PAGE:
Police are currently investigating up to 120 separate lines of inquiry with regard to alleged abuse of young girls by the late presenter, with Scotland Yard saying that there could be up to 25 victims spanning a period of 40 years.
Though Savile's alleged behaviour has only been widely reported following his death in October 2011, such claims were briefly touched upon by Louis Theroux in a 2000 documentary aired on the BBC.
The Mirror has now republished a radio interview for Irish station Newstalk conducted just five years ago, in which Savile says he has "never heard" allegations of abuse and dismisses the makers of Theroux's programme as "shock jocks".
"When you get a documentary like that what they do is they keep prodding you, and what they hope is that you'll fall out with them," he is heard saying. "They think that makes good television, but it doesn't.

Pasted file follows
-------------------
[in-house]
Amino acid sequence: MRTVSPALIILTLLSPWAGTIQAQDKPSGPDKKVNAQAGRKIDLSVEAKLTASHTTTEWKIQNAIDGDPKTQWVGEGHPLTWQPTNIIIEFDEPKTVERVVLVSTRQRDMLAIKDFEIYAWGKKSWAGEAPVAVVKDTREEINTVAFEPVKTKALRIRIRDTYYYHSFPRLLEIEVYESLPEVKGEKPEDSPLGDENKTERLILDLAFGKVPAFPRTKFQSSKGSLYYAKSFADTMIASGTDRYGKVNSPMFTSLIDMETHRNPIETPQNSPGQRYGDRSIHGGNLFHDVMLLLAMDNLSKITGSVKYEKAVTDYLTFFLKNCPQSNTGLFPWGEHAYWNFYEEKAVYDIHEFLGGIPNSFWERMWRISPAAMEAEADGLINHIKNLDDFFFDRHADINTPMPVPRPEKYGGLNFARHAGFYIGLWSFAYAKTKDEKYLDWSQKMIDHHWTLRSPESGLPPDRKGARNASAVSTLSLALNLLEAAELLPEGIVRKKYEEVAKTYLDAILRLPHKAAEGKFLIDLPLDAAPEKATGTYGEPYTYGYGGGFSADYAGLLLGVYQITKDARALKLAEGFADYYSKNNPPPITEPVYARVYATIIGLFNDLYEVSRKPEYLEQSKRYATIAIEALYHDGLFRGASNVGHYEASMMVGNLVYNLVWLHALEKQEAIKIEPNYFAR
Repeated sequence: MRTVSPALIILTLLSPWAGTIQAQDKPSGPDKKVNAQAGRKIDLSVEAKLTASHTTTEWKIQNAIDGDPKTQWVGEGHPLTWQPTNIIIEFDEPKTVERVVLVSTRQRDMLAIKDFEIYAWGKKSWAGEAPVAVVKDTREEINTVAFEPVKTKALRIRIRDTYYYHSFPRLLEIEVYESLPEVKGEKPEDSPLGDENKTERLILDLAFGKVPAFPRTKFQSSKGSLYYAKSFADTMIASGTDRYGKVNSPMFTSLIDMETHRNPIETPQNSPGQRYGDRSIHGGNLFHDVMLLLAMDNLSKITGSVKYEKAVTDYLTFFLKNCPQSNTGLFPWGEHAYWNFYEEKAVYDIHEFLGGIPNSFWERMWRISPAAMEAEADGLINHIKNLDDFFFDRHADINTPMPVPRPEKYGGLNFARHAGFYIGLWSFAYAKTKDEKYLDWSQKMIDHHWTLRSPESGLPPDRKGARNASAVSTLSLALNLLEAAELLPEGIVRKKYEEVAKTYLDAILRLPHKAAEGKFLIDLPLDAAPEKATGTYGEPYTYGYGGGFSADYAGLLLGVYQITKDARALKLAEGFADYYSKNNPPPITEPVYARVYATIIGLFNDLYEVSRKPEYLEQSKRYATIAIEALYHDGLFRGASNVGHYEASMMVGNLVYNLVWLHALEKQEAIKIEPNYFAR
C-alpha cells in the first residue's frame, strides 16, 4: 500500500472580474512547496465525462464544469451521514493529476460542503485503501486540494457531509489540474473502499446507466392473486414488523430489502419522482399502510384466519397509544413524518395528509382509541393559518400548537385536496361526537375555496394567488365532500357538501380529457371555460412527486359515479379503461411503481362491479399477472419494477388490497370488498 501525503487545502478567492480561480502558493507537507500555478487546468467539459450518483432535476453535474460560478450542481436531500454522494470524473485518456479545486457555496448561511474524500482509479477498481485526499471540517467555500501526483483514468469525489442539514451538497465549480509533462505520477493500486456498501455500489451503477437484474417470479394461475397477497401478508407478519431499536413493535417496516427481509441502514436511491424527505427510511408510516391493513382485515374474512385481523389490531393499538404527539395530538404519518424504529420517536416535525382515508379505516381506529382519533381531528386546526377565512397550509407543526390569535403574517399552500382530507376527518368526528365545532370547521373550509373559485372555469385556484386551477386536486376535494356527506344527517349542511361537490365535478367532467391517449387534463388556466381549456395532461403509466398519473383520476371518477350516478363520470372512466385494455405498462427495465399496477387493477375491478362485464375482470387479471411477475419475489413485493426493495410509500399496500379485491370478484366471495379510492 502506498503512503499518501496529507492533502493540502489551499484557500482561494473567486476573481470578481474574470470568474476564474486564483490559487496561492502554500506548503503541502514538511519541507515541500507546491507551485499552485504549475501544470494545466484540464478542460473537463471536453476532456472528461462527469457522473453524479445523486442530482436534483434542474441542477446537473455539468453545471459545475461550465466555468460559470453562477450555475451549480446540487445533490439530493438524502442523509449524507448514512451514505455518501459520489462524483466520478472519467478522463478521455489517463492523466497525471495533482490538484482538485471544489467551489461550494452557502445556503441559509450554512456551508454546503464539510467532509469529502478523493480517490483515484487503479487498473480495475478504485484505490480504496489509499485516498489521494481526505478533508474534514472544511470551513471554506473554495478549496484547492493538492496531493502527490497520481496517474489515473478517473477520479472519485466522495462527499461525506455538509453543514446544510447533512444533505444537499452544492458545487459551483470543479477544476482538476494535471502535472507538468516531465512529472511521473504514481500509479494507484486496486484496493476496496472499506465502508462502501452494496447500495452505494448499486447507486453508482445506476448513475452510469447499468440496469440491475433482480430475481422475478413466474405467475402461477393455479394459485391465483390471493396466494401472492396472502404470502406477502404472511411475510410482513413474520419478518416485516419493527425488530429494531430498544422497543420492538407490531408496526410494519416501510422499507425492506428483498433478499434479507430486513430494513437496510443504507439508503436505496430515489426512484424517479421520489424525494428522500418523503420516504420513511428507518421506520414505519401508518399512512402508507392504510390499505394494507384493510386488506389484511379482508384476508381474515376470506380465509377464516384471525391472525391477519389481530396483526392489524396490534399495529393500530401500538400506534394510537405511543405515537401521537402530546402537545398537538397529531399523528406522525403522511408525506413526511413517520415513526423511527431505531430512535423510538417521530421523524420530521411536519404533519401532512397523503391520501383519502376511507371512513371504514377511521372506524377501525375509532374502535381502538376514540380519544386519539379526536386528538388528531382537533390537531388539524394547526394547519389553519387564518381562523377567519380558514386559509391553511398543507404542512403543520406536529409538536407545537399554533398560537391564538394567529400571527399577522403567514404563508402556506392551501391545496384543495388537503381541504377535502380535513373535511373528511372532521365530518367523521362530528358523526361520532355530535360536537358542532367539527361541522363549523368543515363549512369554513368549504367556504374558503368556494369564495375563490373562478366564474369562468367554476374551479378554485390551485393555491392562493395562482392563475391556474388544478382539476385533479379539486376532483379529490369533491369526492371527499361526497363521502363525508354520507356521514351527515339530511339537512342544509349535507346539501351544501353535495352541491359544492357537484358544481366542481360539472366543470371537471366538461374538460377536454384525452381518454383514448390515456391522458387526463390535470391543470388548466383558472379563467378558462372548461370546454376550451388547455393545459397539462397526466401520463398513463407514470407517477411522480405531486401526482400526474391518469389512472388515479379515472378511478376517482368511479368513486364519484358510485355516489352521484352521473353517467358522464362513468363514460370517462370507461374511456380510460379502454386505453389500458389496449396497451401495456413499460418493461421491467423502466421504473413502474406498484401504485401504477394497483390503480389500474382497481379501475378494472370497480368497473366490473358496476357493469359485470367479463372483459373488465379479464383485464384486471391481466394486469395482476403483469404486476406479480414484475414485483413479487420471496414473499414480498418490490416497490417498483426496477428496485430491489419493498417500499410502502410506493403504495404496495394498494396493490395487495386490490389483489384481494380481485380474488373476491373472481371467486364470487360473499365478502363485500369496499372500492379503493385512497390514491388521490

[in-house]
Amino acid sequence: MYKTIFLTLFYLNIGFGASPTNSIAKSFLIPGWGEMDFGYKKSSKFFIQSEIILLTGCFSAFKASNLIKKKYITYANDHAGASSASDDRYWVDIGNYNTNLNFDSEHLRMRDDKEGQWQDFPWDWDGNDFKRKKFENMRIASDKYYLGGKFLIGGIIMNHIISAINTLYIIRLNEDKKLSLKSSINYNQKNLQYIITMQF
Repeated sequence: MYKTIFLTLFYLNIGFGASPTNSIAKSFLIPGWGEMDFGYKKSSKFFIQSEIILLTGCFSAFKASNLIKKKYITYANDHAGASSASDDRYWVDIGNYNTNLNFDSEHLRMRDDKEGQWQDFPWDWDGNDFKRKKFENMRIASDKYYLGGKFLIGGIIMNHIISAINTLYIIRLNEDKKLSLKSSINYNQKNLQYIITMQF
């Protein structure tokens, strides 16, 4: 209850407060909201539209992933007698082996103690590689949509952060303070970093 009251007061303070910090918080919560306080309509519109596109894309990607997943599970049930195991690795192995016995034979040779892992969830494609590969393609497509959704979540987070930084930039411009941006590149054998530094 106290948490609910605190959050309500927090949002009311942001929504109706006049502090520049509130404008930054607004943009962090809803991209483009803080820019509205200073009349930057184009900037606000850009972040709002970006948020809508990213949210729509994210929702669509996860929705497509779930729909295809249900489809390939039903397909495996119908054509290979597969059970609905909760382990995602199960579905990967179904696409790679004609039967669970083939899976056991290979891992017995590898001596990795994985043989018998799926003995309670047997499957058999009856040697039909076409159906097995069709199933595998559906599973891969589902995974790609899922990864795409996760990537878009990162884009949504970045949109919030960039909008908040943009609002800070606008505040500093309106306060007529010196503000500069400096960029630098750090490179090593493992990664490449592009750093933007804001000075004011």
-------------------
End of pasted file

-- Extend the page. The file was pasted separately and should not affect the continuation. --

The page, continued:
"A lot of people... try and shock people into losing their temper, but they didn't get up early to do that with me and the only person who came unstuck on that was Louis."
Asked if he wants to deny the suggestions made by the documentary, Savile replied: "What's the point of responding to something if it's not true. You don't do it.
"If anybody says things like that there's no problem because all you can expect from a pig is a grunt."
The BBC has said that it intends to launch its own investigation into Savile after the police inquiries are completed.
The 84-year-old's family this week requested that his £4,000 gravestone be dismantled "out of respect for public opinion".
New! Digital Spy breakfast show - watch Anna Williamson discuss the day's biggest stories including Robbie Williams's tour, the Girls Aloud reunion and more: